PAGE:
The No B.S. blog about Travel, Writing and Life

Inspirational Books to Live By, 45-41

ITKT may have several new bloggers coming on board, an associate editor, and a million small bits to be worked on under the hood. With so much going on, I just assume take a nap. Unfortunately that is not how it works. The show must go on – I would have it no other way.

My list of my most inspirational books continues with the books #45-41 that have helped me put pen to paper, travel with abandon and remind me that finding inspiration is not impossible when staring at a blank computer screen. As always, new sources of inspiration are always welcome.

#45. The Art of the Tale and The Art of the Story both edited by Daniel Halpern

These fantastic collections of short stories were my first my textbooks, from my first class, after returning to school as the “elder statesman” at my local community college. Both books are filled with some of the best short story writing of the last 100 years. Personally, these books introduced me to Ann Beattie, Haruki Murakami, and Sandra Cisneros; reintroduced me to James Baldwin and Flannery O’Connor; and reminded me that great writing takes many forms — maybe even your own.

#44. Golf in the Kingdom by Michael Murphy

A must read if you golf. At the time I was golfing, albeit poorly and this one made me believe that a guy could hit a feathery (a golf ball made of feathers and brine) 320 yards with a shillelagh (walking stick). Golfer or not, this would be hard to believe in any other circumstance and had me wanted to tell a tall tale.

#43. In Cold Blood by Truman Capote

Is it fiction? Is it nonfiction? Depends on whose opinion you believe. What is less up for debate is the brilliant prose and description throughout. Without question Capote created a his own genre about a true story in Holcomb, Kansas. In Cold Blood is one of those rare books that made me ask myself, will I ever write this well? Then I go and try.

#42. Sefer Yetzirah (the Book of Creation) by Aryeh Kaplan

I know that it might be more helpful to keep my book selections more commonplace and accessible. However, I have to keep it real and say I have found inspiration in all kinds of places. This book would be ideally suited for a scholar focusing on sacred Hebrew texts about mysticism (I can almost feel readers falling asleep now). However, Kaplan’s Sefer Yetzirah attempts to explain, and decipher, creation and the microcosm of all life. One amazing undertaking considering, I can get flustered by trying to string a few simple words together. Kaplan had an amazing ability to discuss ineffable ideas and organizing this vast subject well. This book is a combination of magic, science, philosophy and mythology in one writing. In this way, it has a little something for everyone, but it still is not for everyone.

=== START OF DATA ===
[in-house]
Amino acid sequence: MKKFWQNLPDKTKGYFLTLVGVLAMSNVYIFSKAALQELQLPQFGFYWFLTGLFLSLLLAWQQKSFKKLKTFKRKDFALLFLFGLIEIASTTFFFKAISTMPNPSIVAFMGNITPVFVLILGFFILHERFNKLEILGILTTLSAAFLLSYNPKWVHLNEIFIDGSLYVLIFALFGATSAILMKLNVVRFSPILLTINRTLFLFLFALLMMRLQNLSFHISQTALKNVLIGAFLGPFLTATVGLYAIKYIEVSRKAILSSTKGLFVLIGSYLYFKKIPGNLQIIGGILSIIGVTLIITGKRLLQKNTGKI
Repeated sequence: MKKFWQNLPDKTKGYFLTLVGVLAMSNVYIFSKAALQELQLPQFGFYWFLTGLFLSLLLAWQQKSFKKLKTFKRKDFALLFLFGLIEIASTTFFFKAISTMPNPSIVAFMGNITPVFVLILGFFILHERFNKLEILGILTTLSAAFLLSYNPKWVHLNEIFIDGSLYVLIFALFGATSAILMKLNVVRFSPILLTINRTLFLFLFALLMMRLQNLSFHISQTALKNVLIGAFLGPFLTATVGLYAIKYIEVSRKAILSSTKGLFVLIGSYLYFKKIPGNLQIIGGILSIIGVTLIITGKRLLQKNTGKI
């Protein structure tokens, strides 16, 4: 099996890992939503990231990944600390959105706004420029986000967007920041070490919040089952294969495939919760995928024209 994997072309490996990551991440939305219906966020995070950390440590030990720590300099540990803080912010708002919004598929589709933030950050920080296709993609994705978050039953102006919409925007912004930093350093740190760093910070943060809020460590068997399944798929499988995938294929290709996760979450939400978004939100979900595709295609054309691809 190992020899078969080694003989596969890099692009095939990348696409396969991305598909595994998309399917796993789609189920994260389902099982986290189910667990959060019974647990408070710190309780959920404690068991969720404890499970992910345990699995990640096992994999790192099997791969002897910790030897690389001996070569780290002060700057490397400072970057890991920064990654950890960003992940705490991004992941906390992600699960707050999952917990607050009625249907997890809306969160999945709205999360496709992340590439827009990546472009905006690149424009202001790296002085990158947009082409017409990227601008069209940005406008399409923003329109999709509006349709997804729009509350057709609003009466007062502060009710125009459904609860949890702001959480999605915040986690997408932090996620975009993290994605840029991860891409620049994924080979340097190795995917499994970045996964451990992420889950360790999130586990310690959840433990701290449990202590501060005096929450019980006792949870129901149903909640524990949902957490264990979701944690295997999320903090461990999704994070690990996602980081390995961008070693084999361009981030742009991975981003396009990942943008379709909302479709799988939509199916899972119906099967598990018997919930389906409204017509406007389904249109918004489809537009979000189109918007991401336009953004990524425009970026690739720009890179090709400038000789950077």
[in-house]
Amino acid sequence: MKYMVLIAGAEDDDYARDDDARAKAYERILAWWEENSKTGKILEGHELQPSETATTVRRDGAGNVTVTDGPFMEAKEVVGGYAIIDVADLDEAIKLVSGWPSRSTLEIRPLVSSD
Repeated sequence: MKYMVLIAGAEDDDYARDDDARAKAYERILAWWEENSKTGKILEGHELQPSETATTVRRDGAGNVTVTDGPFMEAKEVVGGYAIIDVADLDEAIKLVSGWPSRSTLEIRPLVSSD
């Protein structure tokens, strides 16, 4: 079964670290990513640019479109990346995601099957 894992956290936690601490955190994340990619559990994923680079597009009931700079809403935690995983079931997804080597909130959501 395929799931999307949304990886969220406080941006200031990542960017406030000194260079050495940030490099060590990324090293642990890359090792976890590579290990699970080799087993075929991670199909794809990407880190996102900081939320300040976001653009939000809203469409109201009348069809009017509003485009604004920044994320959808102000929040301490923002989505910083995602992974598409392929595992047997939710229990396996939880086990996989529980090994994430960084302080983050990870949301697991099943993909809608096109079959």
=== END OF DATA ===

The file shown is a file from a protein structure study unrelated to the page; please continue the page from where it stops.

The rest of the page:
#41. The Complete Poems of Emily Dickinson by Emily Dickinson and edited by Thomas Johnson

I decided to do my grad school critical paper on Emily Dickinson and used this book as chief reference. Somehow 125 years after her death, she is still relevant. Dickinson was shut in, depressive, feminist, probably homosexual (there is some debate), and self-reflective in a time when most writers just weren’t. She also played with structure, timing, and grammar when almost no one did such things. Her voice is unique and challenging. She still manages to touch emotional spots that need to be stirred.

More coming soon

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